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Eating more meat, having less of a carbohydrate-digesting bacteria in the gut and more pro-inflammatory immune cells in the blood, all link with multiple sclerosis (MS), an international team has found.
Increasingly, evidence suggests that bacteria living in our gut can affect our immune system; and what we eat can affect the bacteria in our guts. MS is particularly prevalent in the mid-latitudes including the United States and Australia, suggesting that geography and potentially local diet has some effect.
The complex study of 49 people aimed to tease out the exact relationships between diet, immune response and MS by using advanced multi-OMICS, a biological analysis approach combining multiple datasets.
The work was published in late January in eBioMedicine.
MS is an autoimmune disease in the brain, affecting fewer than three million people worldwide, but it costs $28 billion annually in the US alone. MS is an autoimmune disease in which the body attacks the insulation surrounding its nerves. When the insulation is damaged enough, the nerves begin to misfire and malfunction like wires with frayed insulation. But what triggers the body to attack the insulation in the nervous system in the first place is unknown.
Corresponding author Associate Professor Laura Piccio, initially from Washington University and now with the University of Sydney’s Faculty of Medicine and Health, collaborated with Dr Yanjiao Zhou at the University of Connecticut (UConn Health) School of Medicine to study the gut microbiome, immune systems, diet and blood metabolites in 25 MS patients and 24 healthy controls.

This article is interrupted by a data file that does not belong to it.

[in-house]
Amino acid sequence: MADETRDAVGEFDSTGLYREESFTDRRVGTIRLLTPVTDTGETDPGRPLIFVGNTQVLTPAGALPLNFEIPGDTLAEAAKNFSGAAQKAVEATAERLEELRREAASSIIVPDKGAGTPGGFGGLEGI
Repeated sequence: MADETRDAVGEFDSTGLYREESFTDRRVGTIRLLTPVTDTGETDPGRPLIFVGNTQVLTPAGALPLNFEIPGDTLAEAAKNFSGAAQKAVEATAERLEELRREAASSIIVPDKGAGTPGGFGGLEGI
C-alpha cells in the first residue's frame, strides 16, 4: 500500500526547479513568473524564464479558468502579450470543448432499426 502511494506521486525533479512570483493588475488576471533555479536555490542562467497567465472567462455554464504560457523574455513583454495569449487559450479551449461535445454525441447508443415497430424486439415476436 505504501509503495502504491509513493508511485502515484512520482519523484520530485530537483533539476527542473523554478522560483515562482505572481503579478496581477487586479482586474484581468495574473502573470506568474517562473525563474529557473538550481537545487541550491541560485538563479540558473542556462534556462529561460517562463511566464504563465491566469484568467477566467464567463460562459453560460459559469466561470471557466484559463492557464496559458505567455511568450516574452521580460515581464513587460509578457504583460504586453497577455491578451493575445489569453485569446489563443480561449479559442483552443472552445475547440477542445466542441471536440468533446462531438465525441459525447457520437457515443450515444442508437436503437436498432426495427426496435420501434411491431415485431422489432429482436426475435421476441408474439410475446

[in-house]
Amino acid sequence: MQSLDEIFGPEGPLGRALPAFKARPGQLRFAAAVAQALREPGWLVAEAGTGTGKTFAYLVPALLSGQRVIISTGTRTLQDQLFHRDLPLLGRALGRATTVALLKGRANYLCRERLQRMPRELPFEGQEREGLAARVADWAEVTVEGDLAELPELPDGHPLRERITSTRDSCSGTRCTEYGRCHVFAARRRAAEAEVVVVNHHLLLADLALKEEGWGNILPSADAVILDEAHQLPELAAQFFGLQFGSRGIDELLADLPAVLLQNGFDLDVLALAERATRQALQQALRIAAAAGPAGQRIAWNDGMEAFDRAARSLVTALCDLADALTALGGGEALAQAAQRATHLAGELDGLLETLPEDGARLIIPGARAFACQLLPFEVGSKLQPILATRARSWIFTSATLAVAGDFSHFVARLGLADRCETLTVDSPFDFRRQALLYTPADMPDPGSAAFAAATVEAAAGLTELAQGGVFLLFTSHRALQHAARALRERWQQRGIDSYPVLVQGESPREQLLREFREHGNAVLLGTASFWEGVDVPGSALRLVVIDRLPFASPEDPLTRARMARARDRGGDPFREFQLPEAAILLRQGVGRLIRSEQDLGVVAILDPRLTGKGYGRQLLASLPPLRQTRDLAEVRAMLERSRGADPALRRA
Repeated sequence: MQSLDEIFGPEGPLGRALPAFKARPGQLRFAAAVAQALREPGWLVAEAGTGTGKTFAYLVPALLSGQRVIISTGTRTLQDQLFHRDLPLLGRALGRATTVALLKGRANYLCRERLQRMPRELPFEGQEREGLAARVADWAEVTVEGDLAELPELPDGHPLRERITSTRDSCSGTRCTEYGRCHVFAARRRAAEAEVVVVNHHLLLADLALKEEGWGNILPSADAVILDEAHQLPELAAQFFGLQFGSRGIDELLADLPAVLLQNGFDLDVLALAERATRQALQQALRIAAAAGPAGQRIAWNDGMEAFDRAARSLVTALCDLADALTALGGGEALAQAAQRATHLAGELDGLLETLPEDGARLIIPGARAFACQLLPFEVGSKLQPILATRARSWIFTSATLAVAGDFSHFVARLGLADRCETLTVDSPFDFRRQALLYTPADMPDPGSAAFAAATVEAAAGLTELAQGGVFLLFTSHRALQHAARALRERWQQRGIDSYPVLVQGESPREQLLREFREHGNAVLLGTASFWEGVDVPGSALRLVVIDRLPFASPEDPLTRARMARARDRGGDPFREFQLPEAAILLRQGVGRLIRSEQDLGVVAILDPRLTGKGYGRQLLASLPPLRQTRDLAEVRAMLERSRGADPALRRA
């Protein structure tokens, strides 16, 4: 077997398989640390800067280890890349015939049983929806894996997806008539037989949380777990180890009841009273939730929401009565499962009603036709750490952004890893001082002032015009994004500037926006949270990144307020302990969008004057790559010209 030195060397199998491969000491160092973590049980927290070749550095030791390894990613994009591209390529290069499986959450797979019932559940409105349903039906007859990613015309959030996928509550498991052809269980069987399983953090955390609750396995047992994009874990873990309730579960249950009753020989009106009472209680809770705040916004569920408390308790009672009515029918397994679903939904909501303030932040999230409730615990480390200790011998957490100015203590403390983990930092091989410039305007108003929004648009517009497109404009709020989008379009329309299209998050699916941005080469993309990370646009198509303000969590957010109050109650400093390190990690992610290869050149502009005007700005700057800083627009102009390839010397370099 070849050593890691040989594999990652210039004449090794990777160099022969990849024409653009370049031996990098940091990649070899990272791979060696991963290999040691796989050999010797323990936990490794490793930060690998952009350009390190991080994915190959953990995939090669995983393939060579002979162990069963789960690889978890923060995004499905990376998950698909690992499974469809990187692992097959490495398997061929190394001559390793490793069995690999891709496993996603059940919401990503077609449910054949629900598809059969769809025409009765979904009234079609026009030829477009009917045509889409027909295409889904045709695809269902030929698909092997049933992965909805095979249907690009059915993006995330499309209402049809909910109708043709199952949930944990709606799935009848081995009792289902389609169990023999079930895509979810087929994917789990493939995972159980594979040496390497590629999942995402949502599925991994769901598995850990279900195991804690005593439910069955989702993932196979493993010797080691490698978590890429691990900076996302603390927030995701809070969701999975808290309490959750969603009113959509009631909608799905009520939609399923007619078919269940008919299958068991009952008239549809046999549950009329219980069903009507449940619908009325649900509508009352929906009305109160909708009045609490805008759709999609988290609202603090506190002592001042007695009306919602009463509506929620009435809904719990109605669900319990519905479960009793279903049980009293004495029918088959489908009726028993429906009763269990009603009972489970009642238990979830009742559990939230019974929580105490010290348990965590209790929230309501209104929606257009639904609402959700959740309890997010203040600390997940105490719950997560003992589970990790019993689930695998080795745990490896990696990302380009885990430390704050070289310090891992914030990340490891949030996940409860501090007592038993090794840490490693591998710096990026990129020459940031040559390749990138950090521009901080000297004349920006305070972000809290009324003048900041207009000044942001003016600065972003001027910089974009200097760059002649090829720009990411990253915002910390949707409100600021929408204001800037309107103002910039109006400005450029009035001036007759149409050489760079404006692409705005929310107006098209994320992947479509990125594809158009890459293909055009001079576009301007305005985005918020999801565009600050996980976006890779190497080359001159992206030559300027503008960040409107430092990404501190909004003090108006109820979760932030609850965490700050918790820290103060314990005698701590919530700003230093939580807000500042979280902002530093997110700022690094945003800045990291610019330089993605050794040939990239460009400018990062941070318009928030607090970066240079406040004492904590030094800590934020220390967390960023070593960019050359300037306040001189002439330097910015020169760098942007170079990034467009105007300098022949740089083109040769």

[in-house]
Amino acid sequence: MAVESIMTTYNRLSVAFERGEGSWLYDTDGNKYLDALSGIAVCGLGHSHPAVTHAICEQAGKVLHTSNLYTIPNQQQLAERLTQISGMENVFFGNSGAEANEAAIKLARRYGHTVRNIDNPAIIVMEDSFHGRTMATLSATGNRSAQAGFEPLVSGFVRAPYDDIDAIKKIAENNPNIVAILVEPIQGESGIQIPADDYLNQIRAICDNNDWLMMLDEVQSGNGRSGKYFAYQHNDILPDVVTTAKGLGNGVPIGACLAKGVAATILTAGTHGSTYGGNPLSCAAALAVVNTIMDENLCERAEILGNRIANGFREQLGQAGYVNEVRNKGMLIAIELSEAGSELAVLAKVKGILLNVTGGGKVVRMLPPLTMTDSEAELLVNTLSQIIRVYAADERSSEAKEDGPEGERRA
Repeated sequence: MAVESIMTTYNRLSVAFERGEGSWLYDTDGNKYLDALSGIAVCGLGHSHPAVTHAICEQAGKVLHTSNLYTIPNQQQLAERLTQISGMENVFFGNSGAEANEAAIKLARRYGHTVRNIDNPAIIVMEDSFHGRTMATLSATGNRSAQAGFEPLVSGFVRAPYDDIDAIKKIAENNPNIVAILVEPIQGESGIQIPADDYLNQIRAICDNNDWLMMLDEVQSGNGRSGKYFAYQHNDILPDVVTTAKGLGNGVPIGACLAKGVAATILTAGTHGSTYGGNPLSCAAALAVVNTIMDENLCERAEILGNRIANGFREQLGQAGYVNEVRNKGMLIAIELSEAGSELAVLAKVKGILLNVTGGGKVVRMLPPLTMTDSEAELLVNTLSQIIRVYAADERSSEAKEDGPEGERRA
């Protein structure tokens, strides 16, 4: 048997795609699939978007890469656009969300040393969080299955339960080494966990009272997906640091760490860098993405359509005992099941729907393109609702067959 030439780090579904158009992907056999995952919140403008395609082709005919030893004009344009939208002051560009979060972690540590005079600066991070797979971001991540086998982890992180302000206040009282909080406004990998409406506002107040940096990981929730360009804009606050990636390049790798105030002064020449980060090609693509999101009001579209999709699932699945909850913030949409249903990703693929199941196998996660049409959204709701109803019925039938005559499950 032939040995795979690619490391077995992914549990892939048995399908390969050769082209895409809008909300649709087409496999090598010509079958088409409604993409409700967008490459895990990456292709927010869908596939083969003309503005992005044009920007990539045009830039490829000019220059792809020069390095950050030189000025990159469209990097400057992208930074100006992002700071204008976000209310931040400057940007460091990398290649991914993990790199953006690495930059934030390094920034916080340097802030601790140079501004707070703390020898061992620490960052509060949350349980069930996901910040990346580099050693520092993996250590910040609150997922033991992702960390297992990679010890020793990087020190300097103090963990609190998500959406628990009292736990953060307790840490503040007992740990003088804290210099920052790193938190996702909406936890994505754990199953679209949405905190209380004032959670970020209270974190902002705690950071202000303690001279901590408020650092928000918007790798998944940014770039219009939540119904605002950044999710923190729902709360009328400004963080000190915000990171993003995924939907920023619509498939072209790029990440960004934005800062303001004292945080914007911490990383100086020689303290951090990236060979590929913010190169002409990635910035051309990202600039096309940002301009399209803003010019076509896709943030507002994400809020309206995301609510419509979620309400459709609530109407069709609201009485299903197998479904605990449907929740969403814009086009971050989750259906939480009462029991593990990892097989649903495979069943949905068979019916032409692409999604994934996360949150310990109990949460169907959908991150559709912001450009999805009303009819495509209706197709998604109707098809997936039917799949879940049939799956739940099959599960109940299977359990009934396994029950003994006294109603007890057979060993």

“This is the first study using an integrated approach to analyse the interplay between diet, gut microbiome, the immune system and metabolism and their contribution to disease pathogenesis and progression in people with MS,” said Associate Professor Piccio.
Dr Zhou from the United States said the team found a number of gut bacteria associated with MS and severity of disability of MS patients; they also found increased autoimmune markers and signature metabolites in MS.
“But what is really interesting is how these systems connect with each other, and how diet is involved in these connections,” Dr Zhou said.
The strongest systemic linkage the researchers found involved eating meat.
Their analysis linked higher meat consumption to a decrease in the population of Bacteroides thetaiotaomicron in people’s gut ecology. B. thetaiotaomicron is associated with digesting carbohydrates from vegetables. This was found across all participants, including the healthy “control” group.
Higher meat consumption, which was observed in the MS patients, was also linked to an increase in T-helper 17 cells in the immune system, and an increase in S-adenosyl-L-methionine (SAM) in their blood.
In the cohort of subjects the researchers studied, the healthy control group averaged just 28 grams of meat daily compared to those with MS who averaged more than double at 70.9 grams daily. For the purposes of this study, “meat” is defined as red and white meat but not fish or seafood.
Associate Professor Piccio said the findings, while novel, were not unexpected. “It is increasingly suggested that meat should be eaten in moderation for several reasons, including that it is high in saturated fats and that it can promote the production by the gut bacteria of substances with potentially detrimental effects on our health,” she said.
The longitudinal study assessed participants at baseline and six months and involved three years of research.
A direct relationship between meat eating, the gut microbiome, peripheral immune profile and the other factors was not shown. However, the pattern of all the factors was suggestive that, in MS, something goes wrong with people’s gut bacteria that dissociates them from the immune system – leading to heightened T-helper 17 cells and autoimmune attacks on the nervous system – and it tends to be associated with meat eating.